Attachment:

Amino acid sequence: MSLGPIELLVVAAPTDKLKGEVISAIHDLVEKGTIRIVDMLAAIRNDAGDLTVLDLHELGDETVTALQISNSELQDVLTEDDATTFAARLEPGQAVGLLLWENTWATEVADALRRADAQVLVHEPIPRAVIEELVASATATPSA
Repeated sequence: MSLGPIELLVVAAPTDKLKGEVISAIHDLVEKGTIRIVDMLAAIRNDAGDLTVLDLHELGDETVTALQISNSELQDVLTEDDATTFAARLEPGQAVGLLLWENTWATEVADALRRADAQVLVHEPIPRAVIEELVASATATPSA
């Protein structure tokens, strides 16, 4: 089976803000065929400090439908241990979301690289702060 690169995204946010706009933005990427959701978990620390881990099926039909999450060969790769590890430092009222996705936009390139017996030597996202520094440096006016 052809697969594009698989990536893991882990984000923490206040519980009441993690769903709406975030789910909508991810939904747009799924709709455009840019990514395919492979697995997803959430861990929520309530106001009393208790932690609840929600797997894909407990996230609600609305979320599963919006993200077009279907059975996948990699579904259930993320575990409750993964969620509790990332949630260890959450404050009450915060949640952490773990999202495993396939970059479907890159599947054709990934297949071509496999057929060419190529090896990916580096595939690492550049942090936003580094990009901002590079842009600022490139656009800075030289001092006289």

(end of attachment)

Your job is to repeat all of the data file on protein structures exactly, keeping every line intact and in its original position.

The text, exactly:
Amino acid sequence: MSLGPIELLVVAAPTDKLKGEVISAIHDLVEKGTIRIVDMLAAIRNDAGDLTVLDLHELGDETVTALQISNSELQDVLTEDDATTFAARLEPGQAVGLLLWENTWATEVADALRRADAQVLVHEPIPRAVIEELVASATATPSA
Repeated sequence: MSLGPIELLVVAAPTDKLKGEVISAIHDLVEKGTIRIVDMLAAIRNDAGDLTVLDLHELGDETVTALQISNSELQDVLTEDDATTFAARLEPGQAVGLLLWENTWATEVADALRRADAQVLVHEPIPRAVIEELVASATATPSA
């Protein structure tokens, strides 16, 4: 089976803000065929400090439908241990979301690289702060 690169995204946010706009933005990427959701978990620390881990099926039909999450060969790769590890430092009222996705936009390139017996030597996202520094440096006016 052809697969594009698989990536893991882990984000923490206040519980009441993690769903709406975030789910909508991810939904747009799924709709455009840019990514395919492979697995997803959430861990929520309530106001009393208790932690609840929600797997894909407990996230609600609305979320599963919006993200077009279907059975996948990699579904259930993320575990409750993964969620509790990332949630260890959450404050009450915060949640952490773990999202495993396939970059479907890159599947054709990934297949071509496999057929060419190529090896990916580096595939690492550049942090936003580094990009901002590079842009600022490139656009800075030289001092006289």